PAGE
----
A Honeynet is a network of multiple honeypots and are usually made up of real systems. They are a type of high-interaction honeypot that is used for monitoring a larger and/or more diverse network where one honeypot might not be sufficient. The network is reached via the Honeywall Gateway. This network bridge closely monitors and controls the data flow that comes to and from the honeypots in the network. Types of data that it can capture include system event data in logs, keylog data and network traffic.

Value of Honeypots


[2]Honeypots are a very simple concept which gives them some powerful strengths:

  • Small data sets with high value: Honeypots can collect small amounts of information. They might log about 1MB of data a day. They also can generate only 10 alerts a day, as opposed to 10,000. Since honeypots only capture the bad activity, all of this information would be unauthorized or malicious. So it is much easier to analyze the data and find value from it.
  • Minimal resources: Honeypots only require minimal resources since they only capture bad activity.
  • New tools and tactics: Honeypots are made to capture anything that is thrown at them, even if it hasn't been seen before.
  • Encryption: Honeypots will work fine in encrypted environments unlike many other security technologies. The honeypot will detect and capture whatever is thrown at it.
  • Information: Honeypots can collect in-depth information that few other technologies can match.
  • Simplicity: The conceptual part of honeypots is very simple, so it is less likely to have mistakes or misconfigurations.


Honeypots also have weaknesses, like any other technology, so they should be used in addition to other technologies.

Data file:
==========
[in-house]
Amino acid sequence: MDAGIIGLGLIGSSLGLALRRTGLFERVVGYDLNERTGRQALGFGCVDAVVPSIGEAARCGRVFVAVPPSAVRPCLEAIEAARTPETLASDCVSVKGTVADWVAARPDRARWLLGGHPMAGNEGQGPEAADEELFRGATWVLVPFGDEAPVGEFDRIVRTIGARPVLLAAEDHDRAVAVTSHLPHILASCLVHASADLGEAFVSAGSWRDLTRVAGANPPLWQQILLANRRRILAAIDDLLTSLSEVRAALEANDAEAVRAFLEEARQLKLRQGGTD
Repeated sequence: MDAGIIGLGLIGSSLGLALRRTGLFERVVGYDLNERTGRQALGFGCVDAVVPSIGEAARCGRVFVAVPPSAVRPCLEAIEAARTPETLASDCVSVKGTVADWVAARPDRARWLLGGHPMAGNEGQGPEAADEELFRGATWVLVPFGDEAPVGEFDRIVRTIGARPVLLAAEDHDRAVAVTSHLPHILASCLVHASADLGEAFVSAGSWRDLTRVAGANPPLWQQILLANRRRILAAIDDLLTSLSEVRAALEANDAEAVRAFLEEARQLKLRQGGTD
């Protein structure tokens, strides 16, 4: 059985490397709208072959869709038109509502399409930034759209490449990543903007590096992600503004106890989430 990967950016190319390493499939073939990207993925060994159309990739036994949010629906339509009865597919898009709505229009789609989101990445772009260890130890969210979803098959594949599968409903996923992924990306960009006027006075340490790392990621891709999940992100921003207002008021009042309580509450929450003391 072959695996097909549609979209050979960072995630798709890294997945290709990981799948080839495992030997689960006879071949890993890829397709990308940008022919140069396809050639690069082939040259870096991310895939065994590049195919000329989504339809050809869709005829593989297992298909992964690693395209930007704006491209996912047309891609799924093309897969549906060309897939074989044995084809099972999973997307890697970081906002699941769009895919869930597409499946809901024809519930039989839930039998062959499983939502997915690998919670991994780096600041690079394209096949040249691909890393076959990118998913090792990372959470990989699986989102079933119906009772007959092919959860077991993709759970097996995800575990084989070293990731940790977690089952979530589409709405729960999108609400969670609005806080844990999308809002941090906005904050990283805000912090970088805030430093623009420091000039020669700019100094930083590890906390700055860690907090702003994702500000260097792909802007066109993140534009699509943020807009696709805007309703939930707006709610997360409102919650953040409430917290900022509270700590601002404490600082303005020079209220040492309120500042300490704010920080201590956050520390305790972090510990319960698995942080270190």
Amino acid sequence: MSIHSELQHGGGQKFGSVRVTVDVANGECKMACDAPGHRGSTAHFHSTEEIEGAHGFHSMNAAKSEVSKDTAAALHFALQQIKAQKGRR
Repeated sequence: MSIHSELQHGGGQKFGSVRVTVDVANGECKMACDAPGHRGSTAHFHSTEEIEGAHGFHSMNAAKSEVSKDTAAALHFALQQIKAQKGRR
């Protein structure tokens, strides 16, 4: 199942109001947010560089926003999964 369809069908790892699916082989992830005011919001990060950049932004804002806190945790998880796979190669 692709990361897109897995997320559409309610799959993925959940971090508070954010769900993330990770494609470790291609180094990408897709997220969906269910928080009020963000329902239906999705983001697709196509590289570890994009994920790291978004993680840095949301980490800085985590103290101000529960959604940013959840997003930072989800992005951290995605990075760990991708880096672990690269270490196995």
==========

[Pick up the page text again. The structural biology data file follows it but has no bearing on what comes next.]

• Limited view: Honeypots will only capture and track the activity that directly interacts with them. They can't capture attacks on other systems unless they interact with the honeypot as well.
  • Risk: All security technologies have some risk associated with them. Honeypots run the risk of being taken over by the hacker and being used to harm other systems. The level of risk is associated with the type of the honeypot. High-interaction honeypots generally run a much higher level of risk than low-interaction honeypots.

Legal Issues

As the purpose of Honeypots is to track and monitor the actions of a hacker, certain questions may arise as to whether or not Honeypots are legal. This is not a simple question, and the answer may not be fully known at this point in time. As security professionals are just beginning to understand what Honeypots are and how they are used, the legal community is as well. There are 3 main issues that are commonly discussed with the legality of honeypots: entrapment, privacy and liability. Honeypots are not considered to be a form of entrapment, whereas the other 2 issues are more complex. As the actions of Honeypots have not really been tried in the court system as of yet, it is unknown as to its outcome. However, there are some precautionary measures that would be important to take. Putting up banners indicating that a hackers actions are being monitored would ensure that they have consented to it. It is also important to be a conscientious honeypot administrator. If a honeypot was to become compromised, it must be dealt with immediately as to prevent the administrator from becoming liable if the hacker uses it to harm other information systems. It is recommended to seek legal advice before deploying a honeypot. [3]


  1. Know your Enemy: Honeynets <http://www.honeynet.org/papers/honeynet/>
  2. Honeypots: Definitions and value of Honeypots <http://www.spitzner.net/honeypots.html>
  3. Honeypots: Are they illegal? <http://www.securityfocus.com/infocus/1703>

See also

Security and Storage Mediums
Random Number Generators and Information Security
Biometric systems regarding security design principle
Biometrics in Information Security
Smart Card technology to prevent fraud
Electronic Voting Systems
Anti-spam Systems and Techniques
The Mitnick attack
Payment Card Industry Data Security Standard
Operating Systems Security
Social engineering
Identity Theft
Information security awareness

External Links

--Colbyl2 02:03, 9 December 2007 (EST)